Leaders talk about base relationship
By Kenneth Fine
Published in News on October 10, 2012 1:46 PM
From left, Col. Gregory Gilmour, left, 916th Air Refueling Wing commander; City Manager Scott Stevens; and Wayne County Chamber of Commerce Military Affairs Committee executive chairman Jimmie Edmundson participate in the chamber's annual State of the Military event. Kicking off the gathering was a presentation by 4th Fighter Wing Commander Col. Jeannie Leavitt.
Col. Jeannie Leavitt speaks during the State of the Military address held at the Goldsboro Country Club on Tuesday. The colonel updated local leaders on events at the base and discussed the wing's relationship with the community as well as other issues.
They talked about current and future deployments -- just what the men and women stationed at Seymour Johnson Air Force Base have done, and will do, in defense of their nation.
They talked about what the installation will look like in the future -- how the runway is currently closed so crews can replace several concrete slabs; what money budgeted for renovation of a hangar and construction of a new medical facility would do.
They even took the time to, again, thank the Wayne County community for its unwavering support.
But the focus of the Wayne County Chamber of Commerce-sponsored State of the Military event that unfolded late Tuesday morning at the Goldsboro Country Club was a contentious issue that has made headlines since July: the proposed construction of a wind farm in Beaufort County.
4th Fighter Wing Commander Col. Jeannie Leavitt told the crowd that the placement of nearly 50 turbines near the Dare County Bombing Range would have a negative impact on her F-15E crews' ability to complete their training syllabus -- that the Strike Eagle is the only DOD aircraft required to maintain a low-level capability.
But as a member of the military, Leavitt has to be careful about offering an opinion on the project.
So her job, she said, was to "state the impact," to let officials know how critical Seymour Johnson is to the training of "100 percent" of the F-15E aviators in the Air Force and how critical the Dare County range is to that mission.
"It's not a decision for the military. It is a decision for the state of North Carolina, where and when renewable energy sources are built. For us, it's our responsibility to state what the impact would be on the 4th Fighter Wing and our ability to accomplish our mission," she said.
And that mission, the colonel added, is unlike that of any wing and base in the nation.
"Since the mid-1990s, any Strike Eagle pilot or WSO who flies this airplane was trained right here at the 4th Fighter Wing at Seymour Johnson Air Force Base," Leavitt said. "So we are really the heart of the Strike Eagle community. Our mission is very important. And low-altitude training airspace is very important to us as well."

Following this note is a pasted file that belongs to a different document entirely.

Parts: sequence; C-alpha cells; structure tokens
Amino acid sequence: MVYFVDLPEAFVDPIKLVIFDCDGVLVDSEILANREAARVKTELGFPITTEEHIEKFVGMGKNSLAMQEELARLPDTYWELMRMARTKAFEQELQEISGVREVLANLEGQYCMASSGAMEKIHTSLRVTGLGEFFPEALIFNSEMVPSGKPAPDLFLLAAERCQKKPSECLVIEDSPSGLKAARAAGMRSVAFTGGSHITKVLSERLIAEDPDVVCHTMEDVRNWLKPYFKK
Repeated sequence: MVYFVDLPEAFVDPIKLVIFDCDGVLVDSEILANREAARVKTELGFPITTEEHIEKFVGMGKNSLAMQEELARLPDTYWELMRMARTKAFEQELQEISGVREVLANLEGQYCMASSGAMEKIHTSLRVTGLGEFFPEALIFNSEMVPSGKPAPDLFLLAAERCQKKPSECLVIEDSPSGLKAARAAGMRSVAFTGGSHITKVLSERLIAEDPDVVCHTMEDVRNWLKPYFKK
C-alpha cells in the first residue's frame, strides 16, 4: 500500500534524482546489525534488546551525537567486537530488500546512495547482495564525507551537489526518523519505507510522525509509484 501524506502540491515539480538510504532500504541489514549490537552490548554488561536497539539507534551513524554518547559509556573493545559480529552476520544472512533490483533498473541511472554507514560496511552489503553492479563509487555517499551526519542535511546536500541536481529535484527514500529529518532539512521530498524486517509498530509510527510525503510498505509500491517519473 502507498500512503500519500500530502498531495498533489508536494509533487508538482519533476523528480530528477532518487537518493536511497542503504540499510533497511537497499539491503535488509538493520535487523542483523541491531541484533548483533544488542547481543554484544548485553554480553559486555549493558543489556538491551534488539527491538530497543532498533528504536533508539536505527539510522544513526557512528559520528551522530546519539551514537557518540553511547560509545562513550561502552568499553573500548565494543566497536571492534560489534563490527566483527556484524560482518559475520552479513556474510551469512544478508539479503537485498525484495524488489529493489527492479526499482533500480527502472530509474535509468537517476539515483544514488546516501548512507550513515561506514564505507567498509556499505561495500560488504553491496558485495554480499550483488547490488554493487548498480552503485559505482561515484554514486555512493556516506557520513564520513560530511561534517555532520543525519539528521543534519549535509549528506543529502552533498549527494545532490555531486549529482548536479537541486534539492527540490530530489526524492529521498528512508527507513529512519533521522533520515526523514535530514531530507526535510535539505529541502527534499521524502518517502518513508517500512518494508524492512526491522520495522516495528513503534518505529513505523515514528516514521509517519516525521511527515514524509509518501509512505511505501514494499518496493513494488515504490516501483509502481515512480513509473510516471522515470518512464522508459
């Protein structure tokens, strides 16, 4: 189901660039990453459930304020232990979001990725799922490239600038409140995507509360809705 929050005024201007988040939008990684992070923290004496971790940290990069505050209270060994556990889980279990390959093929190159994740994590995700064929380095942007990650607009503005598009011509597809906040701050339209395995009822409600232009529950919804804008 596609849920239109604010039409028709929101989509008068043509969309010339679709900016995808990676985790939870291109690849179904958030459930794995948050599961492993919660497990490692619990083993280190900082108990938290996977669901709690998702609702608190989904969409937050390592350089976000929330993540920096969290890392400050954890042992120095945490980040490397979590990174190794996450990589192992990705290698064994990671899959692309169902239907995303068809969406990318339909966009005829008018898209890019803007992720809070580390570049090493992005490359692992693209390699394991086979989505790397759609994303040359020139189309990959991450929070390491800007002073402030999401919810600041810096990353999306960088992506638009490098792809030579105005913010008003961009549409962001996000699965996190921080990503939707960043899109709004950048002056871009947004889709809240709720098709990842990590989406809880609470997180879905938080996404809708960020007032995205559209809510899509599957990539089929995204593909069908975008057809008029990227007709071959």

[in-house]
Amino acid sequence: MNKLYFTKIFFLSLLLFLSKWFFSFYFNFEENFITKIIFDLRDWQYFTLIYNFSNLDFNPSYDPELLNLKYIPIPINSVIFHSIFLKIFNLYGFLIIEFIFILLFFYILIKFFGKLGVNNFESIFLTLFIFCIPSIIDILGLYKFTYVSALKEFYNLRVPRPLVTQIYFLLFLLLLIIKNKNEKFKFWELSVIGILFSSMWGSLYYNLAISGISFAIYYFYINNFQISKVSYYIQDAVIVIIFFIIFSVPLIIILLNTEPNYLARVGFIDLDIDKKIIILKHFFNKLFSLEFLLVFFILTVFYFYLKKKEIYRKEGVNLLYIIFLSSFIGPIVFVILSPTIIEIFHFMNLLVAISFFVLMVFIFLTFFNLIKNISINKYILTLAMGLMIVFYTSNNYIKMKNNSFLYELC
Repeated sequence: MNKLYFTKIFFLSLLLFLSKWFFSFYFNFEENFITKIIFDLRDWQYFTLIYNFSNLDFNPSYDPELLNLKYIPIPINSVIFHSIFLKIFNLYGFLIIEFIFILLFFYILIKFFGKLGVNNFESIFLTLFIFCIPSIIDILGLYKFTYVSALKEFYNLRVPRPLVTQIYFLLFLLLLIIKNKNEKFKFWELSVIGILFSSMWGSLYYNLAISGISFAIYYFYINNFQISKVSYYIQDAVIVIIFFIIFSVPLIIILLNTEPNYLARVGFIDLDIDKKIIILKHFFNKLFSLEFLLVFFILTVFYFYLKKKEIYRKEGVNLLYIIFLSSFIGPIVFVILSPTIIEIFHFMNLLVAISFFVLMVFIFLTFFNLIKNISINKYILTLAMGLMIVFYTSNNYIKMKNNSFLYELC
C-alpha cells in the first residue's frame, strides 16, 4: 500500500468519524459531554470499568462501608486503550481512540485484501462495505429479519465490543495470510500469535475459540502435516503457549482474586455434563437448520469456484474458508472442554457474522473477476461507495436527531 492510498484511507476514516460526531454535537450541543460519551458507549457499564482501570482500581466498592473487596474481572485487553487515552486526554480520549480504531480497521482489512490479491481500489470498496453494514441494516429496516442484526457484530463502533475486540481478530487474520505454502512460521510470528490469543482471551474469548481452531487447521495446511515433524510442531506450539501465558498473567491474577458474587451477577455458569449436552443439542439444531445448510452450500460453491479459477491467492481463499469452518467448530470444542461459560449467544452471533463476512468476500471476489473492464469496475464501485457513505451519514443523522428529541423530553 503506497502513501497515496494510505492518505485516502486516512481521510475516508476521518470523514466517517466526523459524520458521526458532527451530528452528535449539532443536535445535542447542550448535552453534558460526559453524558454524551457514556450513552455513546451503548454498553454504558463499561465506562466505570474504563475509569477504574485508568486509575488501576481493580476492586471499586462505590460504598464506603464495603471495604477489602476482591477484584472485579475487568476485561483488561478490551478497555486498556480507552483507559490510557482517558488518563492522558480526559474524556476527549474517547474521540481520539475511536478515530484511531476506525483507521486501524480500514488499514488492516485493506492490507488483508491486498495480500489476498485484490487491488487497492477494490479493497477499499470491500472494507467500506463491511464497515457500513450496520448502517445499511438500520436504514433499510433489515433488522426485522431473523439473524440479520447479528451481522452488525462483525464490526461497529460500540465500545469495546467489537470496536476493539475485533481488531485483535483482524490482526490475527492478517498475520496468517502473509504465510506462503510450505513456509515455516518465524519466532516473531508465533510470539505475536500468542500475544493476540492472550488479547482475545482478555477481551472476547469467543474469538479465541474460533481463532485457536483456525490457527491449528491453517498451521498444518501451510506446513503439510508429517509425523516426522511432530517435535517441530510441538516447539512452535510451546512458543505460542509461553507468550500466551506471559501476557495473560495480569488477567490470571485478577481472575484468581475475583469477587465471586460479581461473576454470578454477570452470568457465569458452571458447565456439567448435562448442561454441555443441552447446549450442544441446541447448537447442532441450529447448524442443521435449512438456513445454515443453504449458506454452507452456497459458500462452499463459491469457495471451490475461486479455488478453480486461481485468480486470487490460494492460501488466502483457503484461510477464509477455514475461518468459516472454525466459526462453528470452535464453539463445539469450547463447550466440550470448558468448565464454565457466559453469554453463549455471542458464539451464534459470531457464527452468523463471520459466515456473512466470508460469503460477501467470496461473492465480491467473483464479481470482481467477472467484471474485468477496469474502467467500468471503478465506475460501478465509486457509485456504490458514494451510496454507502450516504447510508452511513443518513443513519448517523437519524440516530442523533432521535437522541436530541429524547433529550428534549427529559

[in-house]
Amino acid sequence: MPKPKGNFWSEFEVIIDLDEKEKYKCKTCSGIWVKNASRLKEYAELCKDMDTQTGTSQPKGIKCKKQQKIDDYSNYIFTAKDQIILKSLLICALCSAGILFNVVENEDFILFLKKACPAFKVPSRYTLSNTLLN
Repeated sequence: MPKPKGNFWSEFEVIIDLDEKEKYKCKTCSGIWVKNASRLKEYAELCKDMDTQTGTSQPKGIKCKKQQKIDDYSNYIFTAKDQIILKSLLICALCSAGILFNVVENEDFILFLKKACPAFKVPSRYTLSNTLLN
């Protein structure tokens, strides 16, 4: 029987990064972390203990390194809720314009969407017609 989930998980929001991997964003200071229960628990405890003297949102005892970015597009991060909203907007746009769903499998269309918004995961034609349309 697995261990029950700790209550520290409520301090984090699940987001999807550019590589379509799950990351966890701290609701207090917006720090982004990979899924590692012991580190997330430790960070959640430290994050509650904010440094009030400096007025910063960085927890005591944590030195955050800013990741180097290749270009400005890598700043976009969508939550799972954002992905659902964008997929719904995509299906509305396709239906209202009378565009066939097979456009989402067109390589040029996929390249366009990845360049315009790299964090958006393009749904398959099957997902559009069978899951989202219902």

Military Affairs Committee member and the group's Executive Committee chairman, Jimmie Edmundson, doesn't have to be careful about stating his opinion.
So he explained that the Invenergy Pantego Project has the potential to jeopardize Seymour Johnson in the event another round of base closures occurs -- that placing 41 turbines within the base's most frequently used low-level training route "would almost certainly mean the loss" of the two F-15E training squadrons that every Strike Eagle aviator in the nation is required to graduate from.
"If you lose that, that could also pose other threats from a BRAC standpoint, so it's a big issue," he said. "It should be obvious to anyone that you cannot train at 500 feet with 500-foot turbines located in your training space. ... So you can see, having 41 of those wind turbines in that route is a serious situation."
And if local residents do not remain diligent -- if they don't contact elected officials and demand the relocation of the wind farm -- it could, in the worst-case scenario, mean the loss of not only a military installation the community has taken so much pride in for so long, but the $500 million-plus a year the Air Force base pumps into the economy.
"Should we be concerned?" Edmundson said. "Absolutely."
Other potential threats to the base were also discussed during the meeting, albeit for far less time.
Goldsboro City Manager Scott Stevens said he and his staff, with guidance from the City Council, are continuing efforts to protect Seymour Johnson from encroachment and its aviators from birds that are drawn to the Constructed Wetlands located just outside the installation gates.
But it was clear that, in the near future, the Pantego Project will continue to be the hot-button issue of choice for local advocates of both the base and the money it brings to Wayne.